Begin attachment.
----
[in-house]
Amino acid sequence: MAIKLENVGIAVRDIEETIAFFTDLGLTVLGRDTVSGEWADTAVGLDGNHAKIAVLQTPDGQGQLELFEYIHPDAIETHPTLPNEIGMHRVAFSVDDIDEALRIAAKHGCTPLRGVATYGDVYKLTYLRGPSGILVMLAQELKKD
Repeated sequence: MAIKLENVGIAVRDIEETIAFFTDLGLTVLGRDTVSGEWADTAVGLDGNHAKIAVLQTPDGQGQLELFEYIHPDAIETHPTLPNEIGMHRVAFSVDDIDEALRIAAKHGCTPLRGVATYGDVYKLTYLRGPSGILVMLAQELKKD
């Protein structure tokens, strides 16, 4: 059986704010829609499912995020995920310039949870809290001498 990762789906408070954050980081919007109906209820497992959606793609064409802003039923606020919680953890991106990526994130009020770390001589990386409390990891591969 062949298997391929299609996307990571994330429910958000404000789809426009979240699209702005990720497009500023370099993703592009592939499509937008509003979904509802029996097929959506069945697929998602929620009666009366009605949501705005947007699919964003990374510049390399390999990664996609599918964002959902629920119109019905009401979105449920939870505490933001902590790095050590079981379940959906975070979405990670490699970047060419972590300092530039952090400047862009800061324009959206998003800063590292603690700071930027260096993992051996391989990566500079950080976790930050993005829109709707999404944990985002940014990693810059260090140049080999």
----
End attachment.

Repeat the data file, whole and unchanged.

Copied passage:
[in-house]
Amino acid sequence: MAIKLENVGIAVRDIEETIAFFTDLGLTVLGRDTVSGEWADTAVGLDGNHAKIAVLQTPDGQGQLELFEYIHPDAIETHPTLPNEIGMHRVAFSVDDIDEALRIAAKHGCTPLRGVATYGDVYKLTYLRGPSGILVMLAQELKKD
Repeated sequence: MAIKLENVGIAVRDIEETIAFFTDLGLTVLGRDTVSGEWADTAVGLDGNHAKIAVLQTPDGQGQLELFEYIHPDAIETHPTLPNEIGMHRVAFSVDDIDEALRIAAKHGCTPLRGVATYGDVYKLTYLRGPSGILVMLAQELKKD
């Protein structure tokens, strides 16, 4: 059986704010829609499912995020995920310039949870809290001498 990762789906408070954050980081919007109906209820497992959606793609064409802003039923606020919680953890991106990526994130009020770390001589990386409390990891591969 062949298997391929299609996307990571994330429910958000404000789809426009979240699209702005990720497009500023370099993703592009592939499509937008509003979904509802029996097929959506069945697929998602929620009666009366009605949501705005947007699919964003990374510049390399390999990664996609599918964002959902629920119109019905009401979105449920939870505490933001902590790095050590079981379940959906975070979405990670490699970047060419972590300092530039952090400047862009800061324009959206998003800063590292603690700071930027260096993992051996391989990566500079950080976790930050993005829109709707999404944990985002940014990693810059260090140049080999």